## Monday, May 27, 2013

### SBG: what could have gone better

A couple of weeks ago, I posted about many great things that came out of my experiment with standards-based grading in multivariable calculus. I think the experiment was a success in that there was a lot more good than bad, and the bad things weren’t so bad. Nonetheless, things could have gone better, even in ways I don’t think the students realized, and I would be remiss not to mention them. Whence this post.

Arrangement of standards: There is a tough balance to achieve here, and I didn’t quite make it. The twenty-four standards included

• 7 “common standards” that could relate to any college-level math class
• 3 standards related to vectors and their geometry,
• 3 standards related to graphing and parametrization,
• 5 standards related to differentiation and its applications,
• 4 standards related to integration and its applications,
• 2 standards related to the classical theorems of vector calculus.
I wanted each standard to present a unified concept to be mastered. However, I didn’t want the number of standards to proliferate. I think the total number of standards is about right (anywhere in the range 20–30 would have worked), but the distribution of topics was a little off.

First, seven common standards is too many. Four or five would be more appropriate. Algebra and presentation are essential to treat separately. The others, while distinct in my mind before the class began, became somewhat muddled in their distinction during the semester, and some even overlapped a fair amount with the content-specific standards. The first six or seven standards scored on each homework assignment (often only six, because one was essentially “use of technology”, which rarely figured directly into the homework) became a blurry wash, occasionally used to try to indicate some general, but ill-defined, skill needed attention.

Second, I was too clever in collecting related topics, to the point that certain standards were only partially covered for several weeks at a time. For instance, “line integrals” included both arc length computation—covered in the first chapter—as well as integrals of vector fields—covered in chapter 4. This was perhaps the most egregious example. The topics covered by each standard should have been collected not only by commonality, but also chronologically.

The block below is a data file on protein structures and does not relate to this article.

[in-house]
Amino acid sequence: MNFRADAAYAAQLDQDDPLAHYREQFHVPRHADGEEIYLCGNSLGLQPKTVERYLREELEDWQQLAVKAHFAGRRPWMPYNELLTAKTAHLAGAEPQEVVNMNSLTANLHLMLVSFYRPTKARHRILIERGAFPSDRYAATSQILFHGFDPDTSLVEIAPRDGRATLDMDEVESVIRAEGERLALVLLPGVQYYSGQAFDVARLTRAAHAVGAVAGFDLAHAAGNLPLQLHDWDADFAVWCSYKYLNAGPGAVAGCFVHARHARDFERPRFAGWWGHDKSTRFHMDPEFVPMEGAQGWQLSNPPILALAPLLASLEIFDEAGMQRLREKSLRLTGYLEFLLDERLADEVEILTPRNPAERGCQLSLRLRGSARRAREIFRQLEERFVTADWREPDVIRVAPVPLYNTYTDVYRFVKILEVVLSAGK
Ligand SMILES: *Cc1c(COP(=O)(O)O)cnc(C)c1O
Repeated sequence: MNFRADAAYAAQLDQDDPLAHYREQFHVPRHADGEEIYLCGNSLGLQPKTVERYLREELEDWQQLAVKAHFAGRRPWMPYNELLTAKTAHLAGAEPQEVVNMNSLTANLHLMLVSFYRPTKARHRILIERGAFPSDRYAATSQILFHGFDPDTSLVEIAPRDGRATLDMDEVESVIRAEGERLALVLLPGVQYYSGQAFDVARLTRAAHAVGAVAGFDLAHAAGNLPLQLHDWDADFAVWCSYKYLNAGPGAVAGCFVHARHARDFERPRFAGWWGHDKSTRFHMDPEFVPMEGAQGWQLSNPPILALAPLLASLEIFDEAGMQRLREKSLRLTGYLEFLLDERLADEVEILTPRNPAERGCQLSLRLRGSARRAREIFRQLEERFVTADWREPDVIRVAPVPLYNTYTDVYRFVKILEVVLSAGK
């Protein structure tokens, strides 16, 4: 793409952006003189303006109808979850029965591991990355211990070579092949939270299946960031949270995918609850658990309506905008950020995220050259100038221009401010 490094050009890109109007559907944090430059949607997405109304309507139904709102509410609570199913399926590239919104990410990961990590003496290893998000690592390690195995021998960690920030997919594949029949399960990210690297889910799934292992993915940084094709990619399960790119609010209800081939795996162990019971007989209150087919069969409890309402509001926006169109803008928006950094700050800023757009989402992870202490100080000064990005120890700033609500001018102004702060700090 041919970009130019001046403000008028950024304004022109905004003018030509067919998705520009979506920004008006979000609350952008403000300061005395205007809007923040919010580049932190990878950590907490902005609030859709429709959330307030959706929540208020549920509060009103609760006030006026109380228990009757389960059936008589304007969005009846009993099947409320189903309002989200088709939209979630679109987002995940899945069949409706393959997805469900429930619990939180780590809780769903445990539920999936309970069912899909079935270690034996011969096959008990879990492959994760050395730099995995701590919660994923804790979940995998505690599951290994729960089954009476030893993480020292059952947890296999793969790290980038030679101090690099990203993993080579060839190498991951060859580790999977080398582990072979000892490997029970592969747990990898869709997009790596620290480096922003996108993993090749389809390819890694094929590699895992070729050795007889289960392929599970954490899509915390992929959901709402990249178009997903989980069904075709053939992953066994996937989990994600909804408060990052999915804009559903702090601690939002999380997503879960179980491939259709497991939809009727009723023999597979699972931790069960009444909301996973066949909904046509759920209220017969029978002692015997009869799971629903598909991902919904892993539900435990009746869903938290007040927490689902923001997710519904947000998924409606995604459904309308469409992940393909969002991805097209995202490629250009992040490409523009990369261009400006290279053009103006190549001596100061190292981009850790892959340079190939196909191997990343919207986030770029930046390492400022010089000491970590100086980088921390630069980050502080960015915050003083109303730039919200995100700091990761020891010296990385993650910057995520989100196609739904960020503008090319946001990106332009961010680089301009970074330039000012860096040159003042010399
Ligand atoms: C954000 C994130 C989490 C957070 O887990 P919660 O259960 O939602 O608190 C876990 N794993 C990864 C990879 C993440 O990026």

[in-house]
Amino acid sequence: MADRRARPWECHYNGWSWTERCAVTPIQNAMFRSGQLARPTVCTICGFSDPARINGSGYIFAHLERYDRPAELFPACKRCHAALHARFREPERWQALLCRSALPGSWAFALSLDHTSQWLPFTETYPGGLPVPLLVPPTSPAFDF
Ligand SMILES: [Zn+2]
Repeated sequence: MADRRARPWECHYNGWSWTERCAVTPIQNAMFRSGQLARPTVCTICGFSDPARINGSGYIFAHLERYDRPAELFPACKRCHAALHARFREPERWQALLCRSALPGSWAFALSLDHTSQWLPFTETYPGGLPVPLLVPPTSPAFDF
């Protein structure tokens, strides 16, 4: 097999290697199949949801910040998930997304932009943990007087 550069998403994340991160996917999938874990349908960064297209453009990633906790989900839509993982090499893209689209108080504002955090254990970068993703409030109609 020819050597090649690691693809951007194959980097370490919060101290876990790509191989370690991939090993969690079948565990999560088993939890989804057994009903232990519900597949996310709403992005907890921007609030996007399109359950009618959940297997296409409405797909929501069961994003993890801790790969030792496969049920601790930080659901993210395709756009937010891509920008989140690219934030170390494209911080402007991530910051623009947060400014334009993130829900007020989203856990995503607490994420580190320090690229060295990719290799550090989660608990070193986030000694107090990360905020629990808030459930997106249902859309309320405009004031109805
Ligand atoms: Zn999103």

Third, the relative importance of the standards, or at least the relative emphasis that was given to each during class, was not as balanced as I would have like. Setting up and evaluating double and triple integrals—a single standard on the syllabus—takes over a week of class time (although part of that time includes changing coordinates, which was a separate standard). Visualizing vector fields—the only standard that was only tested once, on the final exam—was dealt with sporadically in class. Is it as important to be able to interpret the visual information carried by a graphical vector field as it is to find integrals of several variables? Arguably, hence the separate and equal standards. Was that equality reflected in the amount of attention it was given during the semester? Again, not as much as I would have liked. Not sure this is a challenge of standards per se, but more of course design. Having the standards just highlights the inequity.

Finally, on this topic, even some of the content-specific standards overlapped more than I had intended. I mostly managed to avoid the obvious pitfalls: for instance, computing integrals and finding parametrizations were handled separately, so if a question asked students to find the surface area of a figure, say, and someone set up the wrong integral but computed it correctly from that point, they could get credit for integration but not for parametrization. But what exactly are the skills that go in to setting up an integral? There were standards for describing objects in 2 or 3 dimensions, as well as an “analysis” standard that, in part, required finding the domain of a function. When a double or triple integral is needed, one has to draw on one or more of these skills to find appropriate limits of integration. When it seemed to me like a problem could have been solved by several different approaches, does a failure to find any solution reflect a lack of mastery of all those skills? Hard call. No one’s scores suffered seriously from this ambiguity, but occasionally I found myself judging a surprising number of standards on the basis of one or two exercises.

Grading scale: Having a four-point scale for each standard worked well, on the whole. It was sufficiently refined to target both areas of success and areas needing work. However, the overall quality of work was so good that I had trouble distinguishing among the highest levels of performance. What should I do with a solution that reflects a clear understanding of the skills involved, but has one or two minor errors? Do those reflect some genuine misunderstanding, or simply a slip? How can I judge between a score of 3 (“generally good accuracy”) and 4 (“complete mastery”) in that case? I think I may have to move to a five-point scale, as described here, where 4 and 5 both indicate mastery, but 4 allows for small mistakes.